Temperatures are beginning to drop in many parts of the country, but that doesn’t mean we have a hall pass to halt our outdoor workouts. Every year, millions of men and women continue breaking a sweat al fresco despite a harsh wind chill. So how do they do it? 

Wearing the right workout gear is definitely part of it. But it’s not just about finding something warm—dressing too warmly while exercising in cold is one of the biggest mistakes people make, according to the Mayo Clinic. While you want to keep your body temperature below 104 degrees Fahrenheit to avoid overheating, you don’t want it to fall below 95 degrees F when it is susceptible to hypothermia. 

“At the start of your workout, you need to protect your body from the cold temperature, but as you exercise and your body temperature increases, you will want to cool it down again,” explains LivingHealthy expert and celebrity trainer Ramona Braganza, whose client list has included Jessica Alba, Halle Berry and Jessica Biel. “Therefore, layers are the best option for working out outdoors, as I found out when I climbed Kilimanjaro.”

Braganza advises, “The layer closest to your skin should be made of sweat-wicking properties to keep you dry; the next layer, insulation such as fleece to keep the heat in; and the outer layer, a shell that’s waterproof and wind-resistant that breathes well.” (The innermost layer, in order to work properly, usually involves a chemically treated polyester blend, woven in a way that moisture is forced into and through the gaps of the weave in order to find its way from your body to the outer shell of the material.) When Braganza climbed Kilimanjaro, she also wore liner gloves with mitts, a face mask at times and a neck warmer. “If it’s milder weather, a hat or headband may be enough,” she adds.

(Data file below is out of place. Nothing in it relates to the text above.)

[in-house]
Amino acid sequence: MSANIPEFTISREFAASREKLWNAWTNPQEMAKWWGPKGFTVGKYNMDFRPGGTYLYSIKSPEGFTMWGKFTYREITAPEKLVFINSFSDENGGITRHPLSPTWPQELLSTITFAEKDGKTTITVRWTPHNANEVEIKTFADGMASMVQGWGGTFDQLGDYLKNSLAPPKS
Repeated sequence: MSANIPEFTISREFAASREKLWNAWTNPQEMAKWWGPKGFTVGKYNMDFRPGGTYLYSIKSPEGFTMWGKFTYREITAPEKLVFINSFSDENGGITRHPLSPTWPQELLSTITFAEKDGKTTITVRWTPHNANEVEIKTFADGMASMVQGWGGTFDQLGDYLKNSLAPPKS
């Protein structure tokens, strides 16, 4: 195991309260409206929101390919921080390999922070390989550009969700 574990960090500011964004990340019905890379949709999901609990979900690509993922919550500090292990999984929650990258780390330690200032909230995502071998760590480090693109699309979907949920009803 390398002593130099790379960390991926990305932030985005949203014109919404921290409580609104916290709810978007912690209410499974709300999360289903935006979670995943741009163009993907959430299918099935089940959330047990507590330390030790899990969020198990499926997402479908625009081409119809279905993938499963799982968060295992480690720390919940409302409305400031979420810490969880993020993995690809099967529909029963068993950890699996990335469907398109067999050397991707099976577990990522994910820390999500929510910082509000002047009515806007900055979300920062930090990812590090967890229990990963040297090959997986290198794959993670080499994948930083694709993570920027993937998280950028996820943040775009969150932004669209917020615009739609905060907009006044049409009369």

While dominating Kilimanjaro may not be on your radar, LivingHealthy has put together a list of 10 cold-weather workout gear essentials that will keep you dry and toasty during your run, hike, climb or bike ride—or when you’re just getting to and from yoga class or the gym. Layer up and get moving!

 

Sources:

  1. How Stuff Works
  2. The Mayo Clinic